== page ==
At the Information Standard event on Wednesday, I joined Peter Mills, consulting director from our sister agency, The Team, to talk about how to build and protect your brand using social media. This is the second blog post following that talk and looks at how brands are using social media. The first, by Peter, discusses the issue of brands and branding and how social media can play a part in building a brand today.
Despite the fact that the essence of social media is engagement and interaction, the vast majority of brands today only use social media to broadcast their views at their target audience.
There is nothing wrong with this approach and for some brands it can work very well, a couple of obvious examples being media outlets, such as our client, The Economist, as well as sports clubs and other brands with a massive fan base who want to keep their fans informed. However, one of the key points of conversing on social channels is to spark debate and have a conversation. Having a conversation involves both listening and talking with not at the other person and yet brands are either reluctant or unable to move away from using social media to simply broadcast messages at their audience.
If you have customers or are a public facing organisation, then the moment you engage in social media you are creating another customer service channel whether that is your intention or not. Get it wrong and you will get a kicking. Get it right and you might get advocates.
Social media also means that your customers are talking about you or certainly have the ability to do so even if you are not talking with them. The conversation over the dinner table or down the pub is now being massively amplified to hundreds, thousands or even millions of people.
Many brands have reacted in fear. However, the astute ones have recognised it as a great way of gaining audience insight and/or directly addressing negative sentiment.
It goes without saying that if as a brand you engage in social media, you will want an audience. Some will find you themselves (especially brand fans), others need to be found and that involves creating great content and a dedication to search. It also involves thinking about integrated comms where all outbound marketing and communications supports the goal of building an audience.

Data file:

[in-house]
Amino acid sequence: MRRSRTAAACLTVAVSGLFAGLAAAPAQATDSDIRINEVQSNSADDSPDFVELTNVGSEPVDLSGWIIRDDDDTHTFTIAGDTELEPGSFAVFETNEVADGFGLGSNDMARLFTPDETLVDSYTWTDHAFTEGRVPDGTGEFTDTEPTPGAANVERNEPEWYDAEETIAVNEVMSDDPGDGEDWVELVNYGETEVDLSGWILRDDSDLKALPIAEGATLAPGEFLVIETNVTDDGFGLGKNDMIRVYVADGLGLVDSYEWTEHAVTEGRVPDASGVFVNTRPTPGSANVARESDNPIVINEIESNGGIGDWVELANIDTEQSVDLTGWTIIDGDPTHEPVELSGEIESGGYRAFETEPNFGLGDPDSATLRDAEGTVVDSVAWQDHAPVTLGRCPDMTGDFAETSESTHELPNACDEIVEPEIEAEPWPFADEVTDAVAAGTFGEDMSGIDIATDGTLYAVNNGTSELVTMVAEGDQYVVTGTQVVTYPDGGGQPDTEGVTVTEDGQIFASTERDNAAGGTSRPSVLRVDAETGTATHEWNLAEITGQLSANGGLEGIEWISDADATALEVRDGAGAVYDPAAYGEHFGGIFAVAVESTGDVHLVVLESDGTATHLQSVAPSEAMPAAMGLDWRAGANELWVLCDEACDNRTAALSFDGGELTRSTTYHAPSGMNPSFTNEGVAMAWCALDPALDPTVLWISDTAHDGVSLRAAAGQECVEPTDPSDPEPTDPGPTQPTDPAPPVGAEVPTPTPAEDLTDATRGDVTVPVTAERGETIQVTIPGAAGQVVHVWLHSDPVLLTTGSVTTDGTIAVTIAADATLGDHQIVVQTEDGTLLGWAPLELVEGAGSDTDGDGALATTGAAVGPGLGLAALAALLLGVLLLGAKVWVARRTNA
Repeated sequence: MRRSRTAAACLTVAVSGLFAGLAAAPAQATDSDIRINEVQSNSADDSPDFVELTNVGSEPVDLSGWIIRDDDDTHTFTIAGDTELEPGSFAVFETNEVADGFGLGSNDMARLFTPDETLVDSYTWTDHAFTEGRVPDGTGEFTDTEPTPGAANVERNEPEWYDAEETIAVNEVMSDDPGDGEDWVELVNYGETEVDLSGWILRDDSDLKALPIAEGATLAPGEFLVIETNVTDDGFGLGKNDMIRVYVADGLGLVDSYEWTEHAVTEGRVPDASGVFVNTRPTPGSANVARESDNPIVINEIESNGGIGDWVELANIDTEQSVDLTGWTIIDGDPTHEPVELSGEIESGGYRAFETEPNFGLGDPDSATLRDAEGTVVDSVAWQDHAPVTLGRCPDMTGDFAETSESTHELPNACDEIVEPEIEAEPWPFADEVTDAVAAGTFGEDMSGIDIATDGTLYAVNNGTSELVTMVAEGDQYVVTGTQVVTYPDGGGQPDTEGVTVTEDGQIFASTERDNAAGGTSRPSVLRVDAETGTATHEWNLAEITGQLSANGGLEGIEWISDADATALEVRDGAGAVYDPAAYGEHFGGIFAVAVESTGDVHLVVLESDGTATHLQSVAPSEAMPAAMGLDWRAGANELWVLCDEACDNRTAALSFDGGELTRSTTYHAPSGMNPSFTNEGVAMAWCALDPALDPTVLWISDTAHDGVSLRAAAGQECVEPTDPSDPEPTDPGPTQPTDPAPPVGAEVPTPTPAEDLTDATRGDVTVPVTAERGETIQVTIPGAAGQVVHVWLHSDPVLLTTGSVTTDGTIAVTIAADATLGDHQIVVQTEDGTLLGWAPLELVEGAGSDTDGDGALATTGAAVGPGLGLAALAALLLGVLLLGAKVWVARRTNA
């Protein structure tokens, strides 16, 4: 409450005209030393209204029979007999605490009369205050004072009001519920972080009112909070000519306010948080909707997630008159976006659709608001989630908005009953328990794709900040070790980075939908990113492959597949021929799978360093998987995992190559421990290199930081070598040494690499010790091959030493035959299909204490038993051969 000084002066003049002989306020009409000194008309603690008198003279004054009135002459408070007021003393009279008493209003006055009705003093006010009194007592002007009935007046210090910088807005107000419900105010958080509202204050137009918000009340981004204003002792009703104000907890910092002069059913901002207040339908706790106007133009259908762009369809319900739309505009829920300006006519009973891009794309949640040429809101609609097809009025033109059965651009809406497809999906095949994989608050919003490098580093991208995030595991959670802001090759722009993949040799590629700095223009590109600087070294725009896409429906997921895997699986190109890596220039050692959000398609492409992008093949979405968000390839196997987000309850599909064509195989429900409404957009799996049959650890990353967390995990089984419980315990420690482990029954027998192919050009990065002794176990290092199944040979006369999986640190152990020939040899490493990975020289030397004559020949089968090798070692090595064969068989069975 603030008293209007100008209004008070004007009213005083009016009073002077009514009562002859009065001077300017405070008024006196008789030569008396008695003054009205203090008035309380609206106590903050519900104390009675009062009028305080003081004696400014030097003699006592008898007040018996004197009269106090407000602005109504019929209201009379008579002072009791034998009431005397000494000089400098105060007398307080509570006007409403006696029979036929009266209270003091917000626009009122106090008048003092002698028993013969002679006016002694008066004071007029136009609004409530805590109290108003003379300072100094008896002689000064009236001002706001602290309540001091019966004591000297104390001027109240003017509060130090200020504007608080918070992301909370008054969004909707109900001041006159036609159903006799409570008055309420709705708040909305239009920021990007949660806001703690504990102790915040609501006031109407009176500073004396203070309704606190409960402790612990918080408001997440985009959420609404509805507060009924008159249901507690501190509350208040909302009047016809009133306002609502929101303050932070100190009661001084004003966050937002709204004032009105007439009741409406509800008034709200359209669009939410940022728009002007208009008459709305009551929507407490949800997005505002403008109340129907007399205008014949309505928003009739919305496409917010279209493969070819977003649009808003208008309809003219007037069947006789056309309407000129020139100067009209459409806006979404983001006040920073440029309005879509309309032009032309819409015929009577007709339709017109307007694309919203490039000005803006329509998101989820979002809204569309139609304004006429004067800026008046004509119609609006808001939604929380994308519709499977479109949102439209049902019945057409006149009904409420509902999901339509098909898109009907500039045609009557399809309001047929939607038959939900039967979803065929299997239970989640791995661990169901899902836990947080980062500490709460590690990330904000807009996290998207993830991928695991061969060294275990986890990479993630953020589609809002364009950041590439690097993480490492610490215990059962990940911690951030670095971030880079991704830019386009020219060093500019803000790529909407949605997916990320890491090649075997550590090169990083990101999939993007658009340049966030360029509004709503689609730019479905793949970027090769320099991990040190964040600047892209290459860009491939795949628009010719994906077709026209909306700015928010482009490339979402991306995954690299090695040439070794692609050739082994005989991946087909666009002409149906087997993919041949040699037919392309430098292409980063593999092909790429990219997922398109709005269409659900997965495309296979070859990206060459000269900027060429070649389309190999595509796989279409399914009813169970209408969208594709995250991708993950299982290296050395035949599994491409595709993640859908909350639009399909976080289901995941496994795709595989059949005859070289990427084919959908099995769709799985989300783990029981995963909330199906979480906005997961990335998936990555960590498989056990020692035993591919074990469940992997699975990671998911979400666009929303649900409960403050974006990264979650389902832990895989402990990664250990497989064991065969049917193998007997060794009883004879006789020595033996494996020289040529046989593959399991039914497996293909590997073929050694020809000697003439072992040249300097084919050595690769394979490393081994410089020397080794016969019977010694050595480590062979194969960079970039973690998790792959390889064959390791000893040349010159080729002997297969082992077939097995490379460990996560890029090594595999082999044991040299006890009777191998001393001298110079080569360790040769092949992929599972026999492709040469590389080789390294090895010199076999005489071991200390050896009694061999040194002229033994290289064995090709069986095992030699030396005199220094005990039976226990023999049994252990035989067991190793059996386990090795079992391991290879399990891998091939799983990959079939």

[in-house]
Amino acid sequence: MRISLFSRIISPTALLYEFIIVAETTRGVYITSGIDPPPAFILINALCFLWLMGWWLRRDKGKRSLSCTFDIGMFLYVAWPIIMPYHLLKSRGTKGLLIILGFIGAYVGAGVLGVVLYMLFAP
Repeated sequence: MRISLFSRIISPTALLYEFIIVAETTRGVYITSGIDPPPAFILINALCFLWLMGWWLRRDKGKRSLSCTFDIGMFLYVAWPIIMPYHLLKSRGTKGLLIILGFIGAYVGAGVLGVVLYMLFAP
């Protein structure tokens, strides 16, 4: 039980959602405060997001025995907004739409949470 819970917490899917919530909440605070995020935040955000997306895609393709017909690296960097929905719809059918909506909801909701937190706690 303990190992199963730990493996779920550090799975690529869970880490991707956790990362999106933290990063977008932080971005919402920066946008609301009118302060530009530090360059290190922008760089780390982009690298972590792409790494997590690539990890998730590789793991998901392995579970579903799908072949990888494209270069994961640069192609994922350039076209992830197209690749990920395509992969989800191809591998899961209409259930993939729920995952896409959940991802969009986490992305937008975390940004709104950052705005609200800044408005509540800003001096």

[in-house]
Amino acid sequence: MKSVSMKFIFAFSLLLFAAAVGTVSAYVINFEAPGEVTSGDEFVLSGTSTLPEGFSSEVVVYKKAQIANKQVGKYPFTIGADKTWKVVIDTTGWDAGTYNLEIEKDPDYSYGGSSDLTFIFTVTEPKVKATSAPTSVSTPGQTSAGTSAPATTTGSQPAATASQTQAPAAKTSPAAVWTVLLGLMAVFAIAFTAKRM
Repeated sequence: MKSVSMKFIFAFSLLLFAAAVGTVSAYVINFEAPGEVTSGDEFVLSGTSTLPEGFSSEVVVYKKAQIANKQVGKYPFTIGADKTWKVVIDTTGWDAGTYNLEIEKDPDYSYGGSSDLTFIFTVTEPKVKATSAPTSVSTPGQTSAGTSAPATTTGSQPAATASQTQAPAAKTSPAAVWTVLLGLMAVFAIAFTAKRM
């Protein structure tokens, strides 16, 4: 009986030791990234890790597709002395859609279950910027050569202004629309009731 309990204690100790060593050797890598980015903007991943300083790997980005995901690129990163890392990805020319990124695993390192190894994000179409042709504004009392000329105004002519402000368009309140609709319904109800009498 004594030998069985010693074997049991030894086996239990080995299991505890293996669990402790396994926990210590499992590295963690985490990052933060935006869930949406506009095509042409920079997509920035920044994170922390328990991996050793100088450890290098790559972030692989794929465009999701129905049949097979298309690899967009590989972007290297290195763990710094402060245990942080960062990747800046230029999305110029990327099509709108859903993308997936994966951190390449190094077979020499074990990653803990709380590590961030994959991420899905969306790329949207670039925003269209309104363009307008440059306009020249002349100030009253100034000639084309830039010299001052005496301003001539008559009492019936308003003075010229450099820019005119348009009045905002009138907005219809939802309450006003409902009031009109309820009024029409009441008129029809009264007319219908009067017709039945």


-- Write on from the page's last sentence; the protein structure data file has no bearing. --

Short term engagement
Be careful when you count the amount of ‘likes’ on your Facebook page because are they actually ‘liked’? What evidence do you have that it wasn’t just passing interest?
That may not be a problem. We have seen many examples of great social media campaigns that can generate significant brand awareness and that can make them highly successful if that was the goal. One of my favourite examples is the Tippex Youtube campaign ‘Shoot the Bear’.
However, brands are beginning to understand that the vast majority of social media campaigns to date have been too momentary and lacked audience stickiness. As such, brands are beginning to explore new ways of creating sustained engagement and that is going to dominate social media strategy moving forward and is a far bigger challenge for a whole variety of reasons.
What digital communications enables us to do is to have a sustained conversation with the target audience. If brands can find the right thing to discuss then they can influence the audience to participate in a conversation with the brand. This lies at the heart of achieving sustained engagement.
For most campaigns, an advertising presence on Facebook is beneficial. It’s cost effective, targeted to niche audiences and is often a sensible way to kick off activity and encourage new fans/followers. It’s not just the sponsored ads either which you are probably familiar with. Promoted Posts which are targeted turbo-charged posts can be combined with Pay Per Click to deliver results. Similarly, Twitter is now running sponsored tweets and, more controversially, sponsored trends.
In the next post we will delve into the questions brands need to ask when considering social media and our top tips for social media success for brands.